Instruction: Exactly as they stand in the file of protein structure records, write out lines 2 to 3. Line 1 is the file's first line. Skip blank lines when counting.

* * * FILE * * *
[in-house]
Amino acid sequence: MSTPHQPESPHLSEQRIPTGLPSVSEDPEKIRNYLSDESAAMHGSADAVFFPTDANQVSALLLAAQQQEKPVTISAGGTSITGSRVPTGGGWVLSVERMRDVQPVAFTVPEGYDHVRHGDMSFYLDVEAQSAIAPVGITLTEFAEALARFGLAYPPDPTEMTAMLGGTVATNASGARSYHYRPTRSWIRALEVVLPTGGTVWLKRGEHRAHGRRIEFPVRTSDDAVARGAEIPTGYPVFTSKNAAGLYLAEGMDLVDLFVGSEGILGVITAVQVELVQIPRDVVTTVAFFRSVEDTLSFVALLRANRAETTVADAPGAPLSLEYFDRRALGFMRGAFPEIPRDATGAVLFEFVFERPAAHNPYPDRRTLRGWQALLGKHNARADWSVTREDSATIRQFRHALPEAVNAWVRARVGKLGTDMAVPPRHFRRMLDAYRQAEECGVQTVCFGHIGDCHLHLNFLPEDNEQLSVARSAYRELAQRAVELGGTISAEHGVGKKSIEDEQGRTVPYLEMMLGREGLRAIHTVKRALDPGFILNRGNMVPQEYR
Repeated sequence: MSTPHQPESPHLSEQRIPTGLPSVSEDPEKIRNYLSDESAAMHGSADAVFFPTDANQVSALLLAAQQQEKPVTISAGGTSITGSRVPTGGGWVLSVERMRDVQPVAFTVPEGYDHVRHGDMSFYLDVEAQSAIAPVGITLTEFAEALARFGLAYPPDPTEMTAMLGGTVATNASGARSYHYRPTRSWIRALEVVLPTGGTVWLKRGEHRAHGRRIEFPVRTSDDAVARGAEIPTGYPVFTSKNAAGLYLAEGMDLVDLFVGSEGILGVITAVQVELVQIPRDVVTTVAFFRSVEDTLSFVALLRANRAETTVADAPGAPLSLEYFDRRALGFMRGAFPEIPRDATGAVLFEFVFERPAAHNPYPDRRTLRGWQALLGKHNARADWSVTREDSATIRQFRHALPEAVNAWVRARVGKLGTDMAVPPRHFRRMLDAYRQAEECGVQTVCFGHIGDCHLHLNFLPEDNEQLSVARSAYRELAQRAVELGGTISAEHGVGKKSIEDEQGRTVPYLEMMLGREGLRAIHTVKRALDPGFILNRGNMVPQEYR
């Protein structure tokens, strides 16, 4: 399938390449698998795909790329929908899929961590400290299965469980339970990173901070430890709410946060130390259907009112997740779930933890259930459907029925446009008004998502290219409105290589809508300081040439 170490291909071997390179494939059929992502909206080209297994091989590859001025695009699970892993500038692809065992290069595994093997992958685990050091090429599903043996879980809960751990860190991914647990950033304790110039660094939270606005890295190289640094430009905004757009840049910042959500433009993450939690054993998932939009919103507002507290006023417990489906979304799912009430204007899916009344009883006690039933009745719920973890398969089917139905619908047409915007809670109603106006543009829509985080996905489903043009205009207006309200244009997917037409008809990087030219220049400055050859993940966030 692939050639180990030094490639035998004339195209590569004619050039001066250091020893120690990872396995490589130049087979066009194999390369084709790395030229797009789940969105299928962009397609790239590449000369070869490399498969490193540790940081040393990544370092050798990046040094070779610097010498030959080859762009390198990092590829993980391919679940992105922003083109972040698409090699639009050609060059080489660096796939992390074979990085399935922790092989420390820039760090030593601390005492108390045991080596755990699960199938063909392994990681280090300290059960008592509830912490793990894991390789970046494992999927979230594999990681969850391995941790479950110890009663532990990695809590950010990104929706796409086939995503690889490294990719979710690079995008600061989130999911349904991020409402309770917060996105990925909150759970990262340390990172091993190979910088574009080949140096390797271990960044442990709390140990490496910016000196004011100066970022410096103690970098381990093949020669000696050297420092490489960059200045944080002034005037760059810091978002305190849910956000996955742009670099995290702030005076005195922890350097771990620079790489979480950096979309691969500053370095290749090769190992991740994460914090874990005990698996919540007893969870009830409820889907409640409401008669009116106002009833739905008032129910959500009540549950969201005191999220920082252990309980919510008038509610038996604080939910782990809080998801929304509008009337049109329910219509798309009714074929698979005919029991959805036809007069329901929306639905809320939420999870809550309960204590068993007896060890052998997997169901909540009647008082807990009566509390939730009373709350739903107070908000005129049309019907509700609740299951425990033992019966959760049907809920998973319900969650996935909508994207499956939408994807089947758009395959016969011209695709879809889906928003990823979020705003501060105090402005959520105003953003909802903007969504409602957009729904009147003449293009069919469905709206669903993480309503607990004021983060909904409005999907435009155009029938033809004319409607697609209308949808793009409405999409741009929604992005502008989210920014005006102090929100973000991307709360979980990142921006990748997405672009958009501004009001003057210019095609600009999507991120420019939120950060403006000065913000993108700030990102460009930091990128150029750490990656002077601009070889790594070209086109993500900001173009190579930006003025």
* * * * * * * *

Amino acid sequence: MSTPHQPESPHLSEQRIPTGLPSVSEDPEKIRNYLSDESAAMHGSADAVFFPTDANQVSALLLAAQQQEKPVTISAGGTSITGSRVPTGGGWVLSVERMRDVQPVAFTVPEGYDHVRHGDMSFYLDVEAQSAIAPVGITLTEFAEALARFGLAYPPDPTEMTAMLGGTVATNASGARSYHYRPTRSWIRALEVVLPTGGTVWLKRGEHRAHGRRIEFPVRTSDDAVARGAEIPTGYPVFTSKNAAGLYLAEGMDLVDLFVGSEGILGVITAVQVELVQIPRDVVTTVAFFRSVEDTLSFVALLRANRAETTVADAPGAPLSLEYFDRRALGFMRGAFPEIPRDATGAVLFEFVFERPAAHNPYPDRRTLRGWQALLGKHNARADWSVTREDSATIRQFRHALPEAVNAWVRARVGKLGTDMAVPPRHFRRMLDAYRQAEECGVQTVCFGHIGDCHLHLNFLPEDNEQLSVARSAYRELAQRAVELGGTISAEHGVGKKSIEDEQGRTVPYLEMMLGREGLRAIHTVKRALDPGFILNRGNMVPQEYR
Repeated sequence: MSTPHQPESPHLSEQRIPTGLPSVSEDPEKIRNYLSDESAAMHGSADAVFFPTDANQVSALLLAAQQQEKPVTISAGGTSITGSRVPTGGGWVLSVERMRDVQPVAFTVPEGYDHVRHGDMSFYLDVEAQSAIAPVGITLTEFAEALARFGLAYPPDPTEMTAMLGGTVATNASGARSYHYRPTRSWIRALEVVLPTGGTVWLKRGEHRAHGRRIEFPVRTSDDAVARGAEIPTGYPVFTSKNAAGLYLAEGMDLVDLFVGSEGILGVITAVQVELVQIPRDVVTTVAFFRSVEDTLSFVALLRANRAETTVADAPGAPLSLEYFDRRALGFMRGAFPEIPRDATGAVLFEFVFERPAAHNPYPDRRTLRGWQALLGKHNARADWSVTREDSATIRQFRHALPEAVNAWVRARVGKLGTDMAVPPRHFRRMLDAYRQAEECGVQTVCFGHIGDCHLHLNFLPEDNEQLSVARSAYRELAQRAVELGGTISAEHGVGKKSIEDEQGRTVPYLEMMLGREGLRAIHTVKRALDPGFILNRGNMVPQEYR